Early in 2023, our coverage of wildlife focused on birds as a dangerous avian flu had killed off more wild birds than past strains.
We heard reports of snow geese, loons, eagles and many other birds dying in the Adirondack interior and along the shores of Lake Champlain. The outbreak caused wildlife rehabilitators and others who handle birds to take more care than normal, as they were forced to deal with a wildlife pandemic on the heels of the human one.
The threat isn’t the only that these winged creatures have been facing in recent years. Surveys by scientists found that many birds are disappearing from the Adirondacks, including lowland boreal species due to climate change and other factors.
Human development has also played a role in decreasing populations. Cats and structures have taken their toll on birds in recent years, and so have artificial lights in developed areas. Scientists have been concerned about light pollution’s impact on birds for decades and places such as the Adirondack Park aren’t immune to the problems. Even the state is taking steps to reduce light pollution at night during the peak migration seasons.
But small mammals weren’t the only ones in the spotlight. Wolves, which disappeared from the Adirondacks in the 1800s, have been in the news in recent years because a wild one was killed by a deer hunter south of the Adirondack Park in Cherry Valley a couple of years ago. Earlier this year, more test results showed the animal had likely dispersed from a wild population. The evidence surrounding this wolf has galvanized wolf advocates to push for more protections for wild canids.
While some people continue to push for the return of wolves to northern New York, one of their potential prey species, moose, remains under the microscope of researchers. The Adirondack moose population once looked like it would explode after returning in the 1980s, but it’s remained stuck in the hundreds for decades, leaving scientists looking for answers.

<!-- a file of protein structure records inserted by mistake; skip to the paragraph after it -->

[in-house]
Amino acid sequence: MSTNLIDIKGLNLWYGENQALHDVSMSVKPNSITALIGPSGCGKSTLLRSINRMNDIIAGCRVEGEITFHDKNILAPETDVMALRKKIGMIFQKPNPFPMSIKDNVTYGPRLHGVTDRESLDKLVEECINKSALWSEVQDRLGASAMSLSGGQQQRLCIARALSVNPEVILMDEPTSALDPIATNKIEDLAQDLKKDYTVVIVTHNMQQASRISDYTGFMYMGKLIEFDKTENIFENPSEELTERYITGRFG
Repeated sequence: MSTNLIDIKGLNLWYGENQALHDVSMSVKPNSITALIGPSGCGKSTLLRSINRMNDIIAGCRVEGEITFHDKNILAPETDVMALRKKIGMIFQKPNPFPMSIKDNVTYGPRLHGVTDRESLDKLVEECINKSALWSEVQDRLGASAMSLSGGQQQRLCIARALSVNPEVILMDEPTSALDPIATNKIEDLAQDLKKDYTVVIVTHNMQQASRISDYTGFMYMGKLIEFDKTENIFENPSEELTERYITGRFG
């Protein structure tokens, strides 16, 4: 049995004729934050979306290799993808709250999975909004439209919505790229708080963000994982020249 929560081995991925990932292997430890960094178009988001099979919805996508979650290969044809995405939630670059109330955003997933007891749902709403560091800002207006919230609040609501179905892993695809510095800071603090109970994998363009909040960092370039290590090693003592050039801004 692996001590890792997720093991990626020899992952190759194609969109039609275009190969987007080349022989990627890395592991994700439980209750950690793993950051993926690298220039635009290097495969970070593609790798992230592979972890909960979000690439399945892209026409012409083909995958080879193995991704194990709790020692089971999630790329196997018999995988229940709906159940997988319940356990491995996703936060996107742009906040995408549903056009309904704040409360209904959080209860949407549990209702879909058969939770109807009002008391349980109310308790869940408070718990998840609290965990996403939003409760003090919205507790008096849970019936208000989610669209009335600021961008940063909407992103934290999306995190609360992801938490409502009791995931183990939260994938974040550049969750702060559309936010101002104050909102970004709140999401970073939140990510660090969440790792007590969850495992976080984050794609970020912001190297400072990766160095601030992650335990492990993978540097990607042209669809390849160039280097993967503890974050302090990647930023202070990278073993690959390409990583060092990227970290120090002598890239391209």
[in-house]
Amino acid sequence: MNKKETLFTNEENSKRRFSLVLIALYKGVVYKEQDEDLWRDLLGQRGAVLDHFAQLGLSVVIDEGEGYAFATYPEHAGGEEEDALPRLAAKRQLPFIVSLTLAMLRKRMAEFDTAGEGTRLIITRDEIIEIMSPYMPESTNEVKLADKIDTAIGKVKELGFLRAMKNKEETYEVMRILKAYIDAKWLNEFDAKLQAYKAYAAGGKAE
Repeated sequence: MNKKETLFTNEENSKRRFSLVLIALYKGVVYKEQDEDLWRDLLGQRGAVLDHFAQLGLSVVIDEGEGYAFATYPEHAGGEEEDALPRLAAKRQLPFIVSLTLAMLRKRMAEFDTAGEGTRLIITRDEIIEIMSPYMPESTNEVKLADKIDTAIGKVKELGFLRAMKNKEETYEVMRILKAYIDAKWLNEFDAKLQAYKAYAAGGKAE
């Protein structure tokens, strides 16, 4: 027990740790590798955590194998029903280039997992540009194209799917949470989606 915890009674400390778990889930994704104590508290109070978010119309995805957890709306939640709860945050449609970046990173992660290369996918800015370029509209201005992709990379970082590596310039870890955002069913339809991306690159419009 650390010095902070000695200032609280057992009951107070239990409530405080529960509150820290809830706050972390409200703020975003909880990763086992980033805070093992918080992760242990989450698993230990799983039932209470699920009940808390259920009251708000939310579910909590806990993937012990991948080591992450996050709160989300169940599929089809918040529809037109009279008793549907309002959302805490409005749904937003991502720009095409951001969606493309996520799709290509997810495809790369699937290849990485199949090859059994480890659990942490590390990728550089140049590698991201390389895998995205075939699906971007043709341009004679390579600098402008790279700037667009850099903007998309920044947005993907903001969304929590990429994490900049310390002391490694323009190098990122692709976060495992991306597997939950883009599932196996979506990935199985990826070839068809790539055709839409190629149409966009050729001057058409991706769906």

While many wildlife stories seem to be a cause for concern, there was some positive news this year too. On the Saranac River, some dams were removed near the mouth of the Saranac River, which will allow better passage up the river for spawning salmon. The fish could reach stretches of river they haven’t seen in more than 200 years.
And late this summer, a Canadian writer and environmentalist made an effort to inspire people to learn more about the Algonquin to Adirondacks wildlife corridor that spans the two parks. Sixty-four-year-old Jamieson Findlay hiked and biked hundreds of miles between the two protected areas, following in the footsteps of the legendary Alice the Moose, which travelled northward from Newcomb. We covered some of Findlay’s efforts early in his journey and have an in-depth piece about him and the corridor appearing in the January issue.
Photo at top: Researchers release a juvenile moose after putting a GPS collar on it in January for a new study. Photo provided by DEC
We cover the Adirondack Park like no other publication, through our in-depth reporting, investigations, news and analysis. When you make a donation now, your gift will be matched dollar for dollar.